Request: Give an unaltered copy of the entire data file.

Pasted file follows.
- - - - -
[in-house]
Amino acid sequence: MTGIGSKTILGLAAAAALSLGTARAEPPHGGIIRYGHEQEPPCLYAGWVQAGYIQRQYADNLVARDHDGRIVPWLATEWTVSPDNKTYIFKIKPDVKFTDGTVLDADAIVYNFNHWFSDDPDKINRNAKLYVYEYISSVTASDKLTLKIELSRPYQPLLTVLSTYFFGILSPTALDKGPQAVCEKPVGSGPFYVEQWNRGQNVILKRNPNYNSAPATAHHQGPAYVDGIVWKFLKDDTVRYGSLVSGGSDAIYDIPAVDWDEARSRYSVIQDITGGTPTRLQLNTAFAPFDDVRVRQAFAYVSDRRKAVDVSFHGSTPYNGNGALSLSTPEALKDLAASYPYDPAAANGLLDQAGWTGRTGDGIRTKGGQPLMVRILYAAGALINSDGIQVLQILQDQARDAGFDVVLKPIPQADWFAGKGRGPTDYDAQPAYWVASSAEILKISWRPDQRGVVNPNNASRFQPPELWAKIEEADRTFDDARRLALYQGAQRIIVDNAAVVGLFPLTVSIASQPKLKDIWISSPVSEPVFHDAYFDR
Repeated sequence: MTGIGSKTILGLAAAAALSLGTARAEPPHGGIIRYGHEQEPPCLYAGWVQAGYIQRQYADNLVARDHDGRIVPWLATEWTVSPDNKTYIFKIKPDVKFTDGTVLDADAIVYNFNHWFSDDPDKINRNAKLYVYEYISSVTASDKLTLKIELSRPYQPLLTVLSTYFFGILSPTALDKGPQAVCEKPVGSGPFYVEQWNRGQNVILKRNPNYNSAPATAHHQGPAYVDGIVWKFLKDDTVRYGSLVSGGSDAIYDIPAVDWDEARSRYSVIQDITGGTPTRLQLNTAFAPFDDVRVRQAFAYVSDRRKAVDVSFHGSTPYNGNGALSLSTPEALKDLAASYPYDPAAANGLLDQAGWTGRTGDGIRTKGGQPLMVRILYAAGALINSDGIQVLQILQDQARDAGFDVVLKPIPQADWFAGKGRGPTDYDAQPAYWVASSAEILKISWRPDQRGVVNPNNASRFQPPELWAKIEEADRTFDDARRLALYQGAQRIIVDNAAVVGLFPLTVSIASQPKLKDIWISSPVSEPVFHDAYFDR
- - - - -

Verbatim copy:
[in-house]
Amino acid sequence: MTGIGSKTILGLAAAAALSLGTARAEPPHGGIIRYGHEQEPPCLYAGWVQAGYIQRQYADNLVARDHDGRIVPWLATEWTVSPDNKTYIFKIKPDVKFTDGTVLDADAIVYNFNHWFSDDPDKINRNAKLYVYEYISSVTASDKLTLKIELSRPYQPLLTVLSTYFFGILSPTALDKGPQAVCEKPVGSGPFYVEQWNRGQNVILKRNPNYNSAPATAHHQGPAYVDGIVWKFLKDDTVRYGSLVSGGSDAIYDIPAVDWDEARSRYSVIQDITGGTPTRLQLNTAFAPFDDVRVRQAFAYVSDRRKAVDVSFHGSTPYNGNGALSLSTPEALKDLAASYPYDPAAANGLLDQAGWTGRTGDGIRTKGGQPLMVRILYAAGALINSDGIQVLQILQDQARDAGFDVVLKPIPQADWFAGKGRGPTDYDAQPAYWVASSAEILKISWRPDQRGVVNPNNASRFQPPELWAKIEEADRTFDDARRLALYQGAQRIIVDNAAVVGLFPLTVSIASQPKLKDIWISSPVSEPVFHDAYFDR
Repeated sequence: MTGIGSKTILGLAAAAALSLGTARAEPPHGGIIRYGHEQEPPCLYAGWVQAGYIQRQYADNLVARDHDGRIVPWLATEWTVSPDNKTYIFKIKPDVKFTDGTVLDADAIVYNFNHWFSDDPDKINRNAKLYVYEYISSVTASDKLTLKIELSRPYQPLLTVLSTYFFGILSPTALDKGPQAVCEKPVGSGPFYVEQWNRGQNVILKRNPNYNSAPATAHHQGPAYVDGIVWKFLKDDTVRYGSLVSGGSDAIYDIPAVDWDEARSRYSVIQDITGGTPTRLQLNTAFAPFDDVRVRQAFAYVSDRRKAVDVSFHGSTPYNGNGALSLSTPEALKDLAASYPYDPAAANGLLDQAGWTGRTGDGIRTKGGQPLMVRILYAAGALINSDGIQVLQILQDQARDAGFDVVLKPIPQADWFAGKGRGPTDYDAQPAYWVASSAEILKISWRPDQRGVVNPNNASRFQPPELWAKIEEADRTFDDARRLALYQGAQRIIVDNAAVVGLFPLTVSIASQPKLKDIWISSPVSEPVFHDAYFDR